Scientific Jokes

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    Physics Exam

    Hot 3 years ago

    The following concerns a question in a physics degree exam at the University of Copenhagen:
    "Describe how to determine the height of a skyscraper with a barometer."
    One student replied:
    "You tie a long piece of string to the neck of the barometer, then lower the barometer from the roof of the skyscraper to the ground. The length of the string plus the length of the barometer will equal the height of the building."
    This highly original answer so incensed the examiner that the student was failed immediately. He appealed on the grounds that his answer was indisputably correct, and the university appointed an independent arbiter to decide the case. The arbiter judged that the answer was indeed correct, but did not display any noticeable knowledge of physics. To resolve the problem it was decided to call the student in and allow him six minutes in which to provide a verbal answer which showed at least a minimal familiarity with the basic principles of more...

    The story behind this joke:... There's this nutball who digs things out his back yard and sends the stuff he finds to the Smithsonian Institute, labeling them with scientific names, insisting that they are actual archeological finds. The really weird thing about these letters is that this guy really exists and does this in his spare time! Paleoanthropology DivisionSmithsonian Institute207 Pennsylvania AvenueWashington, DC 20078Dear Sir: Thank you for your latest submission to the Institute, labeled "211-D, layer seven, next to the clothesline post. Hominid skull." We have given this specimen a careful and detailed examination, and regret to inform you that we disagree with your theory that it represents "conclusive proof of the presence of Early Man in Charleston County two million years ago. "Rather, it appears that what you have found is the head of a Barbie doll, of the variety one of our staff, who has small children, believes to be the "Malibu more...

    A Key to Scientific Research Literature
    What is writtenTrue meaning
    "It has long been known that..."I haven't bothered to look up the reference.
    "While it has not been possible to provide definite answers to these questions..."The experiment didn't work out, but I figured I could at least get a publication out of it.
    "The W-PO system was chosen for detailed study..."The lab next door already had some prepared.
    "Three samples were chosen for detailed study..."The results on the others didn't make sense and were ignored.
    "Accidentally strained during mounting..."Dropped on the floor.
    "Handled with extreme care throughout the experiment..."Not dropped on the floor.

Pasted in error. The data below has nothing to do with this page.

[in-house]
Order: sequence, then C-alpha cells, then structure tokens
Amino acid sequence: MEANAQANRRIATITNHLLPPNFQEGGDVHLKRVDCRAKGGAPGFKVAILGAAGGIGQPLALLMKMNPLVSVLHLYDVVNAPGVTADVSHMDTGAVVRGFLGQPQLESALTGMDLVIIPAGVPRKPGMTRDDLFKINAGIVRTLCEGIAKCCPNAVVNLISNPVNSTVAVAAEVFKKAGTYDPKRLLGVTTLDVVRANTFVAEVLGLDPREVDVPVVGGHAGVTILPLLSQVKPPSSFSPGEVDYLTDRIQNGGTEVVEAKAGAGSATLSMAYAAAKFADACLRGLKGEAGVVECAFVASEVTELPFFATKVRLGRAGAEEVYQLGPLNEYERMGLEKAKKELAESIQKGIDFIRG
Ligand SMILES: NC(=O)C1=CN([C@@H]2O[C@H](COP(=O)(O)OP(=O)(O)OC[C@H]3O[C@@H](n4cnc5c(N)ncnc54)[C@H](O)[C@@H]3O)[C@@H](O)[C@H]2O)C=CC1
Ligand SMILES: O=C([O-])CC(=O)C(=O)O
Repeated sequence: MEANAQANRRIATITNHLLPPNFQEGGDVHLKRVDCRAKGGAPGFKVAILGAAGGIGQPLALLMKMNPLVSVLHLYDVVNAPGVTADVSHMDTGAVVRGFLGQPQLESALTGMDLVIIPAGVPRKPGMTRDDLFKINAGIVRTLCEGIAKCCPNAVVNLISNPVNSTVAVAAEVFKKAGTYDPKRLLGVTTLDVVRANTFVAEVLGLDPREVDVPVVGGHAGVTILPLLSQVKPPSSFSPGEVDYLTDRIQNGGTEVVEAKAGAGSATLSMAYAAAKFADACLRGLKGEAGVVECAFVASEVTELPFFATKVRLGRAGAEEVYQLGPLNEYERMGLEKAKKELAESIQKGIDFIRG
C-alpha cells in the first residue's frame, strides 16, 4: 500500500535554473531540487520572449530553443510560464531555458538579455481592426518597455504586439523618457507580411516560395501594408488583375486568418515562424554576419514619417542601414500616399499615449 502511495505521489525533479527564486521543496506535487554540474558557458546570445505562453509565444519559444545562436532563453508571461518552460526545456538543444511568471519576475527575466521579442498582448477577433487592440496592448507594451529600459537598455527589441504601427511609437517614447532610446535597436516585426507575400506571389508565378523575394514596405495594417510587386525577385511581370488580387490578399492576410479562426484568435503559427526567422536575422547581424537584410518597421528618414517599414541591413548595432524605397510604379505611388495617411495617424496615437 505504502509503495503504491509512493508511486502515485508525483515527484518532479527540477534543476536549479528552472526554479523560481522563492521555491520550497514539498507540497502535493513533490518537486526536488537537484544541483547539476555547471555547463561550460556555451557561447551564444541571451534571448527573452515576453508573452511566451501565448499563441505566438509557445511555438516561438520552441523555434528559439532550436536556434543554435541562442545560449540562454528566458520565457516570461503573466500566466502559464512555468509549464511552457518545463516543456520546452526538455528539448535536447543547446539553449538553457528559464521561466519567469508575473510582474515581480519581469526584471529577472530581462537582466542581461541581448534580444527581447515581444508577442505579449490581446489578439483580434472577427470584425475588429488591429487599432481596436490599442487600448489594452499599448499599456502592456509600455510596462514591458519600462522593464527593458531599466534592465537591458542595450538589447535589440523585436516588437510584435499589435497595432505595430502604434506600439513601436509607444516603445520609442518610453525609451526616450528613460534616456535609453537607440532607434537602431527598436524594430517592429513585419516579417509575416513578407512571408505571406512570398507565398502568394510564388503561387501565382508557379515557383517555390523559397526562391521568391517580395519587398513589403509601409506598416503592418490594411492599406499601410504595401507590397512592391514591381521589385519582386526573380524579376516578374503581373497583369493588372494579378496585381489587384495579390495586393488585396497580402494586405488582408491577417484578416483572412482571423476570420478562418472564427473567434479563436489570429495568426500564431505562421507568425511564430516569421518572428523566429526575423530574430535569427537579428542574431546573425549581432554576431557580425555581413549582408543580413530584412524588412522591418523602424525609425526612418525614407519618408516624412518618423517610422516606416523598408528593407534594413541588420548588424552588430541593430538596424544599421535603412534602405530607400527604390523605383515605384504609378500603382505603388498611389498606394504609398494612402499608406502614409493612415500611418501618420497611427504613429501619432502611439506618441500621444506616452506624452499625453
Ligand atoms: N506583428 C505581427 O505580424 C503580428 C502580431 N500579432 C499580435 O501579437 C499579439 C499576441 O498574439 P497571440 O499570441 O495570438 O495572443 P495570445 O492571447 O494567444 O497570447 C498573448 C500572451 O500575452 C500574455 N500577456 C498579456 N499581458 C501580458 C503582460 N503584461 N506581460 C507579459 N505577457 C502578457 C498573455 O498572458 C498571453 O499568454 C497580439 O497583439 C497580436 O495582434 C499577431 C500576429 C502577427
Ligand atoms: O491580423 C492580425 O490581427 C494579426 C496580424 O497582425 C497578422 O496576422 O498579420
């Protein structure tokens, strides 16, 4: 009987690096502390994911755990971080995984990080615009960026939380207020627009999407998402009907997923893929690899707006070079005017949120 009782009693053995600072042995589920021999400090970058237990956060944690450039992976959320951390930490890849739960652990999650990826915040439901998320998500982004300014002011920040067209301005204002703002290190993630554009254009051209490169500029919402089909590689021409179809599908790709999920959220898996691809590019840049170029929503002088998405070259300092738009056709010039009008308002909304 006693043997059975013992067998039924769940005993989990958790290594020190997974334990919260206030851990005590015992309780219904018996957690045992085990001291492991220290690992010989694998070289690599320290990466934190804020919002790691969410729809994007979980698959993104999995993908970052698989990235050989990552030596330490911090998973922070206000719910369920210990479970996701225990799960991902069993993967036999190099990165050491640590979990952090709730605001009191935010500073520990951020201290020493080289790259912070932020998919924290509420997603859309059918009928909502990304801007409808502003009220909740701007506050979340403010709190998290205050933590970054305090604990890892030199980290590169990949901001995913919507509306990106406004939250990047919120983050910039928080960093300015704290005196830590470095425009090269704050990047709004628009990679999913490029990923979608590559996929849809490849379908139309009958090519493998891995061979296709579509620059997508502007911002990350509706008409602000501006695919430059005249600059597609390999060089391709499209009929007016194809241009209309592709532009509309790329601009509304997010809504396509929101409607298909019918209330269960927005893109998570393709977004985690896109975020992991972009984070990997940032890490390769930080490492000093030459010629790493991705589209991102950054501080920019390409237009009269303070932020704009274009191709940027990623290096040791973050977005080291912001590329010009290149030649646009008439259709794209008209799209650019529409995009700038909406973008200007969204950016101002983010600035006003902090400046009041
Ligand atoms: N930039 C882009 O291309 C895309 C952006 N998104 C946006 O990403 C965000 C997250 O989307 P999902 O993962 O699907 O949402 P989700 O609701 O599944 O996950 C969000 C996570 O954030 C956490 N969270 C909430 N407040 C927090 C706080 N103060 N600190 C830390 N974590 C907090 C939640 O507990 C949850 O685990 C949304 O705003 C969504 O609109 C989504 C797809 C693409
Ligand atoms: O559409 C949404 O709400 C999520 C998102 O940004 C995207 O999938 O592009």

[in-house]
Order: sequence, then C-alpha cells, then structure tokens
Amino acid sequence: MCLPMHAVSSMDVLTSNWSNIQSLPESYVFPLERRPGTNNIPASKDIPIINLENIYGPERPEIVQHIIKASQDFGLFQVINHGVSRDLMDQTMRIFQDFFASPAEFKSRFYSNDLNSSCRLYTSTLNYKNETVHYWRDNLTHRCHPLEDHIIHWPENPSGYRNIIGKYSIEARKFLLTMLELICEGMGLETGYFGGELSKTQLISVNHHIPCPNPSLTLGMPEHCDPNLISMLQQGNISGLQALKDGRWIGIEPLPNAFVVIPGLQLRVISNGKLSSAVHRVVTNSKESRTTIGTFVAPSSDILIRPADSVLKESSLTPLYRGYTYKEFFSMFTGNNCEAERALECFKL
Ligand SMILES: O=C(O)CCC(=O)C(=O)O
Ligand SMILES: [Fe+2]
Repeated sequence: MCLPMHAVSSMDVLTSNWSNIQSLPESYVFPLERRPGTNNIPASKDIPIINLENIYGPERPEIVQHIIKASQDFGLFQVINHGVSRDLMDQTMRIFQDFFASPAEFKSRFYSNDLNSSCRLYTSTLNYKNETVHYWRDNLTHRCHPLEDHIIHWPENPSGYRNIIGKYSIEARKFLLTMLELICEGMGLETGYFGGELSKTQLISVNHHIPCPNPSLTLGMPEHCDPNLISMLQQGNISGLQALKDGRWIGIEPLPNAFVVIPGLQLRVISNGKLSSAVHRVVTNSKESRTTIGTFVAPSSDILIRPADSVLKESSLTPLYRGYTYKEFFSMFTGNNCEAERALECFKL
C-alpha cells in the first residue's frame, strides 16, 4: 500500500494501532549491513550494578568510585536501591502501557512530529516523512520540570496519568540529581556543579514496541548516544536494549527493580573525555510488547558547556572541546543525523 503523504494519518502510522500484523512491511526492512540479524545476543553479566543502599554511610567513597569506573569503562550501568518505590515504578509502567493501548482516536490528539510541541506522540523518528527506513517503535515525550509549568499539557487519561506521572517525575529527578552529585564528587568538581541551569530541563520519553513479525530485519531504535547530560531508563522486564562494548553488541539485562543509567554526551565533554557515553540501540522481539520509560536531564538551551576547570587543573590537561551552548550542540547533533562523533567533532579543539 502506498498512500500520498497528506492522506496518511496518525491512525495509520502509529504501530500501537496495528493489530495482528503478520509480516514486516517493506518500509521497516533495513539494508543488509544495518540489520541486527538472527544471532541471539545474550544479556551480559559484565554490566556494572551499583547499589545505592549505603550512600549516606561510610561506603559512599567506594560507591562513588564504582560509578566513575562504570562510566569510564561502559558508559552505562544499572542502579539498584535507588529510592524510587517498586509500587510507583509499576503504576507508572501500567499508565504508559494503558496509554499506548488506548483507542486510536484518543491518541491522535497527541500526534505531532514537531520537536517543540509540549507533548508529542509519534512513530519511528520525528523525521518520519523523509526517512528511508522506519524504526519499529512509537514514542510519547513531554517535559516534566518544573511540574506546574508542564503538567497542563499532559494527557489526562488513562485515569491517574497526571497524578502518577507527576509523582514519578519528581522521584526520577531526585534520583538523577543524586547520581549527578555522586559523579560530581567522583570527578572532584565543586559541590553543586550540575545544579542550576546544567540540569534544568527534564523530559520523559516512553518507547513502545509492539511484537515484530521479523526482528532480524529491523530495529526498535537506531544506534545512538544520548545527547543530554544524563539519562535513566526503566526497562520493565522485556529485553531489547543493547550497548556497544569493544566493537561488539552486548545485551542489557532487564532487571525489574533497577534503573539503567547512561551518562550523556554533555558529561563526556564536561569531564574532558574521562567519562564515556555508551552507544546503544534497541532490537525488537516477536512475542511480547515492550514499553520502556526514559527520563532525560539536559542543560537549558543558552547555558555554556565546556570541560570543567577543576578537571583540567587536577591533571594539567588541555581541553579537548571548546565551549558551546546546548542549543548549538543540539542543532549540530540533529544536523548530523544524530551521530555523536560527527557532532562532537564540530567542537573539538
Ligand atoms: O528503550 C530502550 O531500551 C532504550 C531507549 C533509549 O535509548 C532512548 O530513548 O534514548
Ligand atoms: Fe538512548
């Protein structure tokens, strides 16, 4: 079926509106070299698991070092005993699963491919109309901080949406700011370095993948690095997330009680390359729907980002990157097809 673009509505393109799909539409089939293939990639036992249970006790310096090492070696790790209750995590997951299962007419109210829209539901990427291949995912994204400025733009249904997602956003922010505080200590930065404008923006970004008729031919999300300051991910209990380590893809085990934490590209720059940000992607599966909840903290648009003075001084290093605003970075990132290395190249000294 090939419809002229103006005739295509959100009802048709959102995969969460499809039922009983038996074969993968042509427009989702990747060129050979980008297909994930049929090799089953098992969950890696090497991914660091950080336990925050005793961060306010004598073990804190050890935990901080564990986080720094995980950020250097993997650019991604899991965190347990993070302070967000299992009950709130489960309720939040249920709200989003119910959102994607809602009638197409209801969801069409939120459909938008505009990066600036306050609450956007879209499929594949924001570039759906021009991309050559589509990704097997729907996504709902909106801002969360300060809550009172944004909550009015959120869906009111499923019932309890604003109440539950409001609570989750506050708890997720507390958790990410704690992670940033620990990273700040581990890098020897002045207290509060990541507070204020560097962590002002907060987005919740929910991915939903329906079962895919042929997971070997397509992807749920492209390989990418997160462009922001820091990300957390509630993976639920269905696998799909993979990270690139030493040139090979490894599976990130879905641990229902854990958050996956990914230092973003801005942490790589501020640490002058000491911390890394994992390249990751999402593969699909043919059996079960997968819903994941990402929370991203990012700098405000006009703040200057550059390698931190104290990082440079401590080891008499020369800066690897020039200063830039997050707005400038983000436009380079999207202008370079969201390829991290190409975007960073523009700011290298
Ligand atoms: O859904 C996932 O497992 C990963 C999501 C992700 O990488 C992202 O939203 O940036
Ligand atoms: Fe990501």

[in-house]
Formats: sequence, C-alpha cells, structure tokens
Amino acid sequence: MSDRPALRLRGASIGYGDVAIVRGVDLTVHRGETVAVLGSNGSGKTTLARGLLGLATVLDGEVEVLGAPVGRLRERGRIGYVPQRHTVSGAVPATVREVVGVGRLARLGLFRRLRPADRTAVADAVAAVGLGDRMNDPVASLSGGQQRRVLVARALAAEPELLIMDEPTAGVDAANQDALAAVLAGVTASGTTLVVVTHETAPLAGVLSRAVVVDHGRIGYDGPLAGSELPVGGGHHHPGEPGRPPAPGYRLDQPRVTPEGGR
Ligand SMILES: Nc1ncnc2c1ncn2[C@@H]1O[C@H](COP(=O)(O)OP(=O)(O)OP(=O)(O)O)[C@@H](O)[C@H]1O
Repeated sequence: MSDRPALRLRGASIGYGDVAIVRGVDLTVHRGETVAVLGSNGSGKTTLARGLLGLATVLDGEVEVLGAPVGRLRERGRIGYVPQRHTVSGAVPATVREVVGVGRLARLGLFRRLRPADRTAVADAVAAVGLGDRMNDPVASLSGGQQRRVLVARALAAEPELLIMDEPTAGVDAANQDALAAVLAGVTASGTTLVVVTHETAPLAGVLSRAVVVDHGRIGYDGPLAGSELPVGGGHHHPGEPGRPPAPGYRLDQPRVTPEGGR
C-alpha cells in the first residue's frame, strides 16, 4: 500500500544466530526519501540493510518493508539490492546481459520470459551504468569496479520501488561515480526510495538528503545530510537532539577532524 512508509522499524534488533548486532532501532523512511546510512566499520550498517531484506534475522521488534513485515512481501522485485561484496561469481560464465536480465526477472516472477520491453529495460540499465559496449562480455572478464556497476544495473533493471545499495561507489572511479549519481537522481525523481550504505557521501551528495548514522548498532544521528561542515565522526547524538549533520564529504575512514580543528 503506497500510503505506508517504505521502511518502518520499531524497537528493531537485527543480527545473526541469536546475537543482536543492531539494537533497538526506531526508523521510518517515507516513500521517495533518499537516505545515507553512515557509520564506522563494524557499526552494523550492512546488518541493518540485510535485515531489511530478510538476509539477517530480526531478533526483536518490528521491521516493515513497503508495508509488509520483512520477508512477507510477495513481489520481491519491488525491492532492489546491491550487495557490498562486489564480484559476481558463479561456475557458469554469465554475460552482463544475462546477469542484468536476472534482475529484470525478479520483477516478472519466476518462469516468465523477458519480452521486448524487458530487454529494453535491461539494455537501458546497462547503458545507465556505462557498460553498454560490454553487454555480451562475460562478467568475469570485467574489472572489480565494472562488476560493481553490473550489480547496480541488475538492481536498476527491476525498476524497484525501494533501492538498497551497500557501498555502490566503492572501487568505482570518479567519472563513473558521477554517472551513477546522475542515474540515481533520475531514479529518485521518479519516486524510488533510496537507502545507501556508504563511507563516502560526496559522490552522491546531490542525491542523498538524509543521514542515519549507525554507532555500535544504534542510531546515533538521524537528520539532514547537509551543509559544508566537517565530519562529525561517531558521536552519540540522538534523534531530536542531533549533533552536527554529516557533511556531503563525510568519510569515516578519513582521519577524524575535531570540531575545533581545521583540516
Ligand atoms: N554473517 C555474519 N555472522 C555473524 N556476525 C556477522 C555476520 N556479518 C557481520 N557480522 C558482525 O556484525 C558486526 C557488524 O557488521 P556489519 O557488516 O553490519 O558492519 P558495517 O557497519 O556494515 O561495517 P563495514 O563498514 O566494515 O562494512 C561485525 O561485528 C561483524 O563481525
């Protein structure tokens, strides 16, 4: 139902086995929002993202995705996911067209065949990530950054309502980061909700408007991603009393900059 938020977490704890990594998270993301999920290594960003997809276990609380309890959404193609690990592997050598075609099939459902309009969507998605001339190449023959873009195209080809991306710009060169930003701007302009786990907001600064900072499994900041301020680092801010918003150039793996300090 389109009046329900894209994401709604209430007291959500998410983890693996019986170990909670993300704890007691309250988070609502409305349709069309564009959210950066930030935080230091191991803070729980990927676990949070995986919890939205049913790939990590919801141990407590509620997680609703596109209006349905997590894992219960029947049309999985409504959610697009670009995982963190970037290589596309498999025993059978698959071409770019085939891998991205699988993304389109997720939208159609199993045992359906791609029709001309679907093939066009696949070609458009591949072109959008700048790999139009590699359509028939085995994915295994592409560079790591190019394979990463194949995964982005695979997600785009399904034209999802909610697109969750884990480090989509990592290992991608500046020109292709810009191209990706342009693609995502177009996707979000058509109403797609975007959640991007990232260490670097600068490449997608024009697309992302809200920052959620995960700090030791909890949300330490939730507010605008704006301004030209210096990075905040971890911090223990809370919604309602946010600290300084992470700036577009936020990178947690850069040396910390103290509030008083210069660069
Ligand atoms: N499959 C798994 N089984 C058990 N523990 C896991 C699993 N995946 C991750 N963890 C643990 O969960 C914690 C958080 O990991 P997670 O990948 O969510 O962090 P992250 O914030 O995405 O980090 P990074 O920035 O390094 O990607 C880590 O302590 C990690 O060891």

"Typical results are shown..."The best results are shown, i.e. those that fit the dogma.
    Agreement with predicted curve:"Excellent" = fair
    "Good" = poor
    "Satisfactory" = more...

    A Call for More Scientific Truth in Product Warning Labels by Susan Hewitt and Edward Subitzky from the Journal of Irreproducible Results, Vol 36, No. 1As scientists and concerned citizens, we applaud the recent trend towardslegislation that requires the prominent placing of warnings on products that present hazards to the general public. Yet we must also offer the cautionarythought that such warnings, however well-intentioned, merely scratch thesurface of what is really necessary in this important area. This is especiallytrue in light of the findings of 20th century physics.We are therefore proposing that, as responsible scientists, we join together inan intensive push for new laws that will mandate the conspicuous placementof suitably informative warnings on the packaging of every product offeredfor sale in the United States of America. Our Suggested list of requiredwarnings appears below.Warning: This Product Warps Space and Time in Its Vicinity.Warning: This Product Attracts Every more...

    A short while ago, someone posted the annual scientific analysis of the Santa Claus story, which can be summed as as "Santa Claus - he dead." Traumatized, I forwarded it one to my friend, Joe Beirne, who knows more about science than I do. He returned this rebuttal. As far as I can figure it, Santa lives. It is we that are an illusion.
    here's the answer:
    --- Forwarded message ---
    Date: Wed, 18 Dec 1996
    From: Joe Beirne
    To: Michael Pollak
    Subject: Re: The scientific view of Santa
    Santa is probably a creature entirely existant only in the 23rd dimension. Mass, velocity and time have no measurable effect on his efforts on Christmas. As a matter of fact, true-to-legend, in his sub-atomic world it is *always* Christmas. He has essentially forever to deliver the presents, which he unfolds to 4 dimensions using some kind of gravity well (?) (He probably does not live on the North Pole per se, but on one pole of a dipole quantum singularity from whence he more...

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